One occasionally finds unconventional monastic communities, some in mainstream Catholicism and others in a completely “independent” situation. I have even come across people living in some kind of religious life inspired by that of hermits, even though in some cases they are married or live in an ordinary suburban home or a farm out in the countryside.
In the Rule of St Benedict, we find:
It is well known that there are four kinds of Monks. The first are Cenobites, that is Monastic, living under a Rule or Abbot. The second are Anchorets or Hermits, who, not in the first fervour of conversion, but after long probation in the monastic life, have learnt to fight against the devil, and taught by the encouragement of others, are now able by God’s assistance to strive hand to hand against the flesh and evil thoughts, and so go forth well prepared, from the army of the Brotherhood, to the single combat of the wilderness. The third and worst kind of Monks are the Sarabites, who have never been tried under any Rule, nor by the experience of a master, as gold is tried in the furnace, but being soft as lead, and by their works still cleaving to the world, are known by their tonsure to lie to God.
These in twos or threes, or perhaps singly, and without a shepherd, are shut up, not in our Lord’s sheepfolds, but in their own: the pleasure of their desires is to them a law; and whatever they like or make choice of, they will have to be holy, but what they like not, that they consider unlawful.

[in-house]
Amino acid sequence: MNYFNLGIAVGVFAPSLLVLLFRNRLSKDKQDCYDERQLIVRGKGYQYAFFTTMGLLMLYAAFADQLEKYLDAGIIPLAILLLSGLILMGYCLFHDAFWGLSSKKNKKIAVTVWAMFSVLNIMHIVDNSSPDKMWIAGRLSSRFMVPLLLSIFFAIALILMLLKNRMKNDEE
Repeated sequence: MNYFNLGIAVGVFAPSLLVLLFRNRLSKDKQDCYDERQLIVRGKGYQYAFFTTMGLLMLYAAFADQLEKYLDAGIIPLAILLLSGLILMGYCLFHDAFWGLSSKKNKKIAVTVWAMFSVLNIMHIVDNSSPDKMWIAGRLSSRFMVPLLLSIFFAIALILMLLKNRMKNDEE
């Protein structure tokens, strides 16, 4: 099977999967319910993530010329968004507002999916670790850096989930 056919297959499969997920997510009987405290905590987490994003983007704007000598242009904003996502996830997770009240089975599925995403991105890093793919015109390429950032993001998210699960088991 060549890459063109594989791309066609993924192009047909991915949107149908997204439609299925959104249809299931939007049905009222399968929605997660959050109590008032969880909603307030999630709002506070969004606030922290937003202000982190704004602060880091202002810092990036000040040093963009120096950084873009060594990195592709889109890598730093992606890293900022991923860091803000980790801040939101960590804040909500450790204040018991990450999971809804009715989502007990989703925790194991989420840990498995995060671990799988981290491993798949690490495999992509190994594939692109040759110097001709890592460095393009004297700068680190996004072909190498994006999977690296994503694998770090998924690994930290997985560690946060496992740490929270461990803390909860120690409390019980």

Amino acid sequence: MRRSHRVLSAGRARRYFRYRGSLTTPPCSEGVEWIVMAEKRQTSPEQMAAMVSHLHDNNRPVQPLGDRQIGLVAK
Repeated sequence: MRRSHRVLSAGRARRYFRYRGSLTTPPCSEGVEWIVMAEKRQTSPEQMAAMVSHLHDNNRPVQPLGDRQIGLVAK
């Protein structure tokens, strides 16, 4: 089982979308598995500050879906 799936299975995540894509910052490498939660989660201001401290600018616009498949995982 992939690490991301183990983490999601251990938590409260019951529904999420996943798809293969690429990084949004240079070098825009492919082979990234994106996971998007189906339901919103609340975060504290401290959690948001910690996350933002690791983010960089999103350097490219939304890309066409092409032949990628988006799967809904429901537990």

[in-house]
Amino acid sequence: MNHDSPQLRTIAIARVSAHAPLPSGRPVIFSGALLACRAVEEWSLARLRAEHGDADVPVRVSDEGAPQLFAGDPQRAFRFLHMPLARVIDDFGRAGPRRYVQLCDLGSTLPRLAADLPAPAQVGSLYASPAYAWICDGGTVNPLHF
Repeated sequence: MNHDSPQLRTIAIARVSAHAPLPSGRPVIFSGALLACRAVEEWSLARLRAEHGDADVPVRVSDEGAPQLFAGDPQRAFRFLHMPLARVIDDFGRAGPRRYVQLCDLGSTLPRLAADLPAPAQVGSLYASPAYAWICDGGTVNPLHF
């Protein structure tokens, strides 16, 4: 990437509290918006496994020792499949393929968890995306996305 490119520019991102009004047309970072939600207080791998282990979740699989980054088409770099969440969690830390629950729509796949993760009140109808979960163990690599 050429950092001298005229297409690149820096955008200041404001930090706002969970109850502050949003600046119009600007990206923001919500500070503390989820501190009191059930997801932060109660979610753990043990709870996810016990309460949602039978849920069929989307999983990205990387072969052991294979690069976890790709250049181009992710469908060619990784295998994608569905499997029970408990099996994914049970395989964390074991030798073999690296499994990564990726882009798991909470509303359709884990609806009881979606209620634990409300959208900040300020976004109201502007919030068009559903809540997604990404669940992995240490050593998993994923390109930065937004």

The fourth kind of Monks are called “Gyrovagi,” or wanderers, who travel about all their lives through divers provinces, and stay for two or three days as guests, first in one monastery, then in another; they are always roving, and never settled, giving themselves up altogether to their own pleasures and to the enticements of gluttony, and are in all things worse that the Sarabites. Of their miserable way of life it is better to be silent than to speak. Therefore leaving these, let us, by God’s assistance, set down a Rule for Cenobites, or Conventuals, who are the most steadfast class of Monks.
Despite this piece of wisdom from the sixth century, there have always been new and innovative forms of contemplative life, as attested by the multiplicity of orders and congregations in the Church, between Benedictines, Cistercians, Franciscans, Jesuits and many others. One of our regular commenters informed us about other forms of eremitical and “informal” monastic life. We should certainly heed the words of St Benedict as he warns against unattached monks or those who live in a community with very little in the way of monastic formation or a coherent rule of life. The soundest form of monastic life is in a proper community under the authority of a Father Abbot and the Rule. But, it is not always possible to join a monastery or find the right kind of official framework for every single person who desires to explore a more interior and ordered spiritual life, especially those who are married.
A very few are called to solitary life, and others yet find themselves as isolated Christians in a world that has rejected Christianity. I can conceive of the idea of lay people and isolated priests living what amounts to a monastic life even though they are not formally monks – simply those who want a simple way of life, under the discipline of a rule of life and of a certain temperament. Many people live this state of life in ordinary homes, without any external sign, and even better still, without anyone else knowing.